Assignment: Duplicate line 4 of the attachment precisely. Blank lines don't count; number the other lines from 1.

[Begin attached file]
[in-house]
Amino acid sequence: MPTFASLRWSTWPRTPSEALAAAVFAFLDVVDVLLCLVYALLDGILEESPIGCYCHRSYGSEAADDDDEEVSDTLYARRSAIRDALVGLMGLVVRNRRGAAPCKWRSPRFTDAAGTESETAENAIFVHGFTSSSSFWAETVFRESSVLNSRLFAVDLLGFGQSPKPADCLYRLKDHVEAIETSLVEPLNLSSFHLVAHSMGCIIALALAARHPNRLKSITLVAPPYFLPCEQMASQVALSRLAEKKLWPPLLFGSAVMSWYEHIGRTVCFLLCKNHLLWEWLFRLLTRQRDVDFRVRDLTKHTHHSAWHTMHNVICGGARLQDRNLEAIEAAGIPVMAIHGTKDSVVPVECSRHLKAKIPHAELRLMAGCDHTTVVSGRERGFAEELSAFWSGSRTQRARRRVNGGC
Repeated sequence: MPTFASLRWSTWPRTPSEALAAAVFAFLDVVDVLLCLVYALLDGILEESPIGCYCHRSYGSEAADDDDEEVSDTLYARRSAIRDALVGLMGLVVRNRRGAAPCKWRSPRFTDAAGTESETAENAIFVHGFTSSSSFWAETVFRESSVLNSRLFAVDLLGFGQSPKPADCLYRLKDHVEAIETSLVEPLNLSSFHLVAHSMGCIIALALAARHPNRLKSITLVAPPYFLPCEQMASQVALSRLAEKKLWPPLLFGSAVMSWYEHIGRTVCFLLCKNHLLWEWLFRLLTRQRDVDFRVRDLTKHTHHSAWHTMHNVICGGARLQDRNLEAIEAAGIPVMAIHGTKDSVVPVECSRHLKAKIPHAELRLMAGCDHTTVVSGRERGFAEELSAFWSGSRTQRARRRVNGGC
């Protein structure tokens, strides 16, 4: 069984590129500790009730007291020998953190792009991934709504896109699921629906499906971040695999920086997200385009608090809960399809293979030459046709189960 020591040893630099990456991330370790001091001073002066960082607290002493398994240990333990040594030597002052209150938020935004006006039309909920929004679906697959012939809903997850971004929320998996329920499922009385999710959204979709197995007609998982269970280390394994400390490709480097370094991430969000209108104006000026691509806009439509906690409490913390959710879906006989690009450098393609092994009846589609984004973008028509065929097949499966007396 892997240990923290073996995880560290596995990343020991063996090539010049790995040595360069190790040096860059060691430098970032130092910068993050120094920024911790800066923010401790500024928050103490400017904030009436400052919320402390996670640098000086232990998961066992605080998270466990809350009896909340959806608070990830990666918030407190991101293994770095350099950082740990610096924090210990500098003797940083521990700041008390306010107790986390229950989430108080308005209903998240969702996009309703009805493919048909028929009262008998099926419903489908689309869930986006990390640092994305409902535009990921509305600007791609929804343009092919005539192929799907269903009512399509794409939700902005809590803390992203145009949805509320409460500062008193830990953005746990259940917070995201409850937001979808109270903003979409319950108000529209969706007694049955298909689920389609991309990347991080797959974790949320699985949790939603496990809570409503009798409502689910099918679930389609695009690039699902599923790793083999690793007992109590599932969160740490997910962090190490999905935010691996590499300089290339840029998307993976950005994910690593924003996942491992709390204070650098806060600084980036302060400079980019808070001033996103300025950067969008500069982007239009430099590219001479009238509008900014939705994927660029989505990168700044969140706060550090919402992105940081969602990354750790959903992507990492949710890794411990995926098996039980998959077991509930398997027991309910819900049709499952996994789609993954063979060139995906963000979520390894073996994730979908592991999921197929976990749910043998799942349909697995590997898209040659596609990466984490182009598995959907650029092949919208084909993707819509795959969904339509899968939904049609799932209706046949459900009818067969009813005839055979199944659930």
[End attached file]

């Protein structure tokens, strides 16, 4: 069984590129500790009730007291020998953190792009991934709504896109699921629906499906971040695999920086997200385009608090809960399809293979030459046709189960 020591040893630099990456991330370790001091001073002066960082607290002493398994240990333990040594030597002052209150938020935004006006039309909920929004679906697959012939809903997850971004929320998996329920499922009385999710959204979709197995007609998982269970280390394994400390490709480097370094991430969000209108104006000026691509806009439509906690409490913390959710879906006989690009450098393609092994009846589609984004973008028509065929097949499966007396 892997240990923290073996995880560290596995990343020991063996090539010049790995040595360069190790040096860059060691430098970032130092910068993050120094920024911790800066923010401790500024928050103490400017904030009436400052919320402390996670640098000086232990998961066992605080998270466990809350009896909340959806608070990830990666918030407190991101293994770095350099950082740990610096924090210990500098003797940083521990700041008390306010107790986390229950989430108080308005209903998240969702996009309703009805493919048909028929009262008998099926419903489908689309869930986006990390640092994305409902535009990921509305600007791609929804343009092919005539192929799907269903009512399509794409939700902005809590803390992203145009949805509320409460500062008193830990953005746990259940917070995201409850937001979808109270903003979409319950108000529209969706007694049955298909689920389609991309990347991080797959974790949320699985949790939603496990809570409503009798409502689910099918679930389609695009690039699902599923790793083999690793007992109590599932969160740490997910962090190490999905935010691996590499300089290339840029998307993976950005994910690593924003996942491992709390204070650098806060600084980036302060400079980019808070001033996103300025950067969008500069982007239009430099590219001479009238509008900014939705994927660029989505990168700044969140706060550090919402992105940081969602990354750790959903992507990492949710890794411990995926098996039980998959077991509930398997027991309910819900049709499952996994789609993954063979060139995906963000979520390894073996994730979908592991999921197929976990749910043998799942349909697995590997898209040659596609990466984490182009598995959907650029092949919208084909993707819509795959969904339509899968939904049609799932209706046949459900009818067969009813005839055979199944659930």